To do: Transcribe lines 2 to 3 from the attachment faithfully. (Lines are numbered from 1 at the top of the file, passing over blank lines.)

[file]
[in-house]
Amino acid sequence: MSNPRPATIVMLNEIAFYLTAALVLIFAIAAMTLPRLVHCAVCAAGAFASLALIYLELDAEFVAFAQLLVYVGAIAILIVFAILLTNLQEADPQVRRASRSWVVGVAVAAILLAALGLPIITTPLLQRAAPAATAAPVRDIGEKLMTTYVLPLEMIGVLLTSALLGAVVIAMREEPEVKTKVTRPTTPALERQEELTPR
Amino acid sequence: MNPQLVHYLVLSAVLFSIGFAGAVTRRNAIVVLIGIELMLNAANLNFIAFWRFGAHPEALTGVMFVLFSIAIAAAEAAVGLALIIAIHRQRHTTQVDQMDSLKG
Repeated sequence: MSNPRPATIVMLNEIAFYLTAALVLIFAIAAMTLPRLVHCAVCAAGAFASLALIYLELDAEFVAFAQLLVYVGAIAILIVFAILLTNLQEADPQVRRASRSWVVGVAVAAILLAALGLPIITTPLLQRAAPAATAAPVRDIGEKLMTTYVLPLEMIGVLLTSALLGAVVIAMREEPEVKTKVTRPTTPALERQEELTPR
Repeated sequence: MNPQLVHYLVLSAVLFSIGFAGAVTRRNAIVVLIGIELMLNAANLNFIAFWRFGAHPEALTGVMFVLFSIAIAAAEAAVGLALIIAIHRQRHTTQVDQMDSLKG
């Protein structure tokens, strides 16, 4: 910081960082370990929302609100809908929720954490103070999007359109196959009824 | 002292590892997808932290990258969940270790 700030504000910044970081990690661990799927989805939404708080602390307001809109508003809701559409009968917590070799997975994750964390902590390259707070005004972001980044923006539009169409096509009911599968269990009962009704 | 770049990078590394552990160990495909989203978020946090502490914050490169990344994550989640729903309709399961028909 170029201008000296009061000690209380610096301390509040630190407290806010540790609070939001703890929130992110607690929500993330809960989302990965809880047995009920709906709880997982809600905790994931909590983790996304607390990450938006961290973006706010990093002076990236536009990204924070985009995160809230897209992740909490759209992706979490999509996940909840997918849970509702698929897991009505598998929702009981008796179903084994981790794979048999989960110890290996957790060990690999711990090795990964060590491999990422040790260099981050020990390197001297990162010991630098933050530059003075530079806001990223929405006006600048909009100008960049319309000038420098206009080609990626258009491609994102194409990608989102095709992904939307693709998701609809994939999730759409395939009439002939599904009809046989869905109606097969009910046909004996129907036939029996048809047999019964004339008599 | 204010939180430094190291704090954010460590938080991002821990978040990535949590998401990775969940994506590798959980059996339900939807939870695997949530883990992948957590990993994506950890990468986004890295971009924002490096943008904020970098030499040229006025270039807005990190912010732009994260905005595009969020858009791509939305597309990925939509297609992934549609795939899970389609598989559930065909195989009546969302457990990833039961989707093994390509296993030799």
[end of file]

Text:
Amino acid sequence: MSNPRPATIVMLNEIAFYLTAALVLIFAIAAMTLPRLVHCAVCAAGAFASLALIYLELDAEFVAFAQLLVYVGAIAILIVFAILLTNLQEADPQVRRASRSWVVGVAVAAILLAALGLPIITTPLLQRAAPAATAAPVRDIGEKLMTTYVLPLEMIGVLLTSALLGAVVIAMREEPEVKTKVTRPTTPALERQEELTPR
Amino acid sequence: MNPQLVHYLVLSAVLFSIGFAGAVTRRNAIVVLIGIELMLNAANLNFIAFWRFGAHPEALTGVMFVLFSIAIAAAEAAVGLALIIAIHRQRHTTQVDQMDSLKG